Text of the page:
Inspired by the true story of an opera singer and a French diplomat, Mr. Shi and His Lover is a semi-operatic play currently on Tarragon’s mainstage. The narrative traces a story in which the two fall in love, and proceed to have a twenty year relationship, during which time Mr. Shi believed his lover to be a woman. This production investigates the emotional life of both of these characters.

When the truth of his lover is revealed, Mr. Shi struggles to reconcile the real love he felt (feels) with who he understands himself to be, and who he thought this person was. Was it all a sham? What does this mean for his identity? The production asks a lot of questions about gender and performativity, often drawing parallels with what it means to be a diplomat, and the reality of how our identities are part performances and social constructions, while also having an undeniably palpable reality.

Much of the story is told through song, with some intermittent spoken text. This is not the kind of style that normally resonates deeply with me, but the style, the performances, and the story all work together in a way that allowed me to connect with the musical element of the show in a way that I found surprising. The production is, appropriately enough, aware of itself as a performance, with the musicians visible, playing right at the back of the stage. A pianist (Njo King Kie) and a marimbist (Yukie Lai) perform almost constantly throughout, providing both music and ambient sound to augment the singing. The music of the production is inspired by both Chinese opera and also vintage pop from both the East and the West.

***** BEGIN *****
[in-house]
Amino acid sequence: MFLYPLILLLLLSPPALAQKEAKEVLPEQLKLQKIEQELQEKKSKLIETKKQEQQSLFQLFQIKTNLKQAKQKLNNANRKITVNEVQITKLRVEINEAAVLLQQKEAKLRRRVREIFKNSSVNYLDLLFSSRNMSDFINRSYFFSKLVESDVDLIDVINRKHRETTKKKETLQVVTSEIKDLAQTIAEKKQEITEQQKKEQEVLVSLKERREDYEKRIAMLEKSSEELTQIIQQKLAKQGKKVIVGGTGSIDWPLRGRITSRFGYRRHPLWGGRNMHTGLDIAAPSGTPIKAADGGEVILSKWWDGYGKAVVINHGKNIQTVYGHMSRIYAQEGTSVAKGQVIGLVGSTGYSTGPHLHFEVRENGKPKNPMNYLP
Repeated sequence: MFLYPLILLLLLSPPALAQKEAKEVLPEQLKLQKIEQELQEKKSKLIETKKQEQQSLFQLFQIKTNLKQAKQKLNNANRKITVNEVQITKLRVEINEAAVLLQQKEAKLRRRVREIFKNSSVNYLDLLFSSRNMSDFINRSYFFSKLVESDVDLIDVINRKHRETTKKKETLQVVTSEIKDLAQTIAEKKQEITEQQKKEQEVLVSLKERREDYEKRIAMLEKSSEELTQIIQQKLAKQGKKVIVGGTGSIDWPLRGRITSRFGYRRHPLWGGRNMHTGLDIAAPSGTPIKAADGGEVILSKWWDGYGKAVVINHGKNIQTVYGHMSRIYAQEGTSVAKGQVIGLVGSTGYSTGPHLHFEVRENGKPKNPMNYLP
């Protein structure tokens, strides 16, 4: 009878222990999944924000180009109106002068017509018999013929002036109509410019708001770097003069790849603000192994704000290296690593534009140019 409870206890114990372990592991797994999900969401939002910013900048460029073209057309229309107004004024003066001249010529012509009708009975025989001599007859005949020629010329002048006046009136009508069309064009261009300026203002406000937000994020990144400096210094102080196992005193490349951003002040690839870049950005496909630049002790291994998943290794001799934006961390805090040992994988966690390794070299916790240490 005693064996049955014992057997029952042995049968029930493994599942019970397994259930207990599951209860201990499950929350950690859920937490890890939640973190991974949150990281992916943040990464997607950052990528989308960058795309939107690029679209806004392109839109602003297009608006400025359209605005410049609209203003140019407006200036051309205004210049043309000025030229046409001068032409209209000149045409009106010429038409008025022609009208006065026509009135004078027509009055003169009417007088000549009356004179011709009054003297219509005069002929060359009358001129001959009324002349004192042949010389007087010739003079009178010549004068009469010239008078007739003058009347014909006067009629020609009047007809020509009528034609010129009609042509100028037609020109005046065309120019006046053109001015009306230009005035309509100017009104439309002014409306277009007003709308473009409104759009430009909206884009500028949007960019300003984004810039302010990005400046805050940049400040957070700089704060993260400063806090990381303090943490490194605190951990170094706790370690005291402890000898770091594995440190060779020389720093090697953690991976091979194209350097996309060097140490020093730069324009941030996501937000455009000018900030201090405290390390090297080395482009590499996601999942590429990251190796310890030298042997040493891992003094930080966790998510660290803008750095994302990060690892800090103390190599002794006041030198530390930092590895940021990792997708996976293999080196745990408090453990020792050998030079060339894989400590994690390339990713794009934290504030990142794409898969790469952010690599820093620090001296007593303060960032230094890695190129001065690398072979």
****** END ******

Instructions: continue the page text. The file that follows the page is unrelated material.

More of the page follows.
Both performers Jorden Cheng and Derek Kwan do an excellent job and, although we don’t actually see them interact that often on stage, they have a kind of fraught connection with each other that is entirely believable and moving.